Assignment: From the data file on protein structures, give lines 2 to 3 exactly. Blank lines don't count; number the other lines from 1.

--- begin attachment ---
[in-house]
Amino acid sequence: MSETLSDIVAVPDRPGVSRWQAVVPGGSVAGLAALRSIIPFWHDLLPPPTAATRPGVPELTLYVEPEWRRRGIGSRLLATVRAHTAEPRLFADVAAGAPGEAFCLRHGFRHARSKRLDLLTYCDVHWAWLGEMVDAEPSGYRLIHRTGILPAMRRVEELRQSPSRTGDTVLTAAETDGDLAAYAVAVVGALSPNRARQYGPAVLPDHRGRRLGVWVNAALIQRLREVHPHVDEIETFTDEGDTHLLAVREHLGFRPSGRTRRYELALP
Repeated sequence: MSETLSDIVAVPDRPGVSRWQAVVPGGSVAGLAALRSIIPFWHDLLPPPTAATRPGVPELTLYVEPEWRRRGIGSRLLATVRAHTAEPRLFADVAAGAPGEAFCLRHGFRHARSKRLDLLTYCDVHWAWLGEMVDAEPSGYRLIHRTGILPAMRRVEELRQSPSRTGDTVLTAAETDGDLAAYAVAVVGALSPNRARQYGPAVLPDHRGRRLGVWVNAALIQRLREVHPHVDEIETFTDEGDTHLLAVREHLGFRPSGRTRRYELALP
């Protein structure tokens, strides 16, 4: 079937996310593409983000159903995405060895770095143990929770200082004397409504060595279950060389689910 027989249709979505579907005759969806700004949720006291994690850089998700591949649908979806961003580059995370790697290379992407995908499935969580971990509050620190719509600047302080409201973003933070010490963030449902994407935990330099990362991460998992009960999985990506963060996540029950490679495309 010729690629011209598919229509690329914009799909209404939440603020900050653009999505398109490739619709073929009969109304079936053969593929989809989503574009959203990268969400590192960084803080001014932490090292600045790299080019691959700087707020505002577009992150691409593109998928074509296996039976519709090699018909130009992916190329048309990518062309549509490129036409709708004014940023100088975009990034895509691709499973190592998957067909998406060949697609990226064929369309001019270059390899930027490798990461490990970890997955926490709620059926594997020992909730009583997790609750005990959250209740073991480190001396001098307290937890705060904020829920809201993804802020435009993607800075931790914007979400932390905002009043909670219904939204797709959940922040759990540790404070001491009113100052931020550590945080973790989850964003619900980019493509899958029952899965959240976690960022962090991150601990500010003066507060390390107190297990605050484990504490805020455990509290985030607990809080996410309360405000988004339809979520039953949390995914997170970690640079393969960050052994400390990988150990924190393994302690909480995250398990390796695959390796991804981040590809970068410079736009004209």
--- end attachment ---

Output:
Amino acid sequence: MSETLSDIVAVPDRPGVSRWQAVVPGGSVAGLAALRSIIPFWHDLLPPPTAATRPGVPELTLYVEPEWRRRGIGSRLLATVRAHTAEPRLFADVAAGAPGEAFCLRHGFRHARSKRLDLLTYCDVHWAWLGEMVDAEPSGYRLIHRTGILPAMRRVEELRQSPSRTGDTVLTAAETDGDLAAYAVAVVGALSPNRARQYGPAVLPDHRGRRLGVWVNAALIQRLREVHPHVDEIETFTDEGDTHLLAVREHLGFRPSGRTRRYELALP
Repeated sequence: MSETLSDIVAVPDRPGVSRWQAVVPGGSVAGLAALRSIIPFWHDLLPPPTAATRPGVPELTLYVEPEWRRRGIGSRLLATVRAHTAEPRLFADVAAGAPGEAFCLRHGFRHARSKRLDLLTYCDVHWAWLGEMVDAEPSGYRLIHRTGILPAMRRVEELRQSPSRTGDTVLTAAETDGDLAAYAVAVVGALSPNRARQYGPAVLPDHRGRRLGVWVNAALIQRLREVHPHVDEIETFTDEGDTHLLAVREHLGFRPSGRTRRYELALP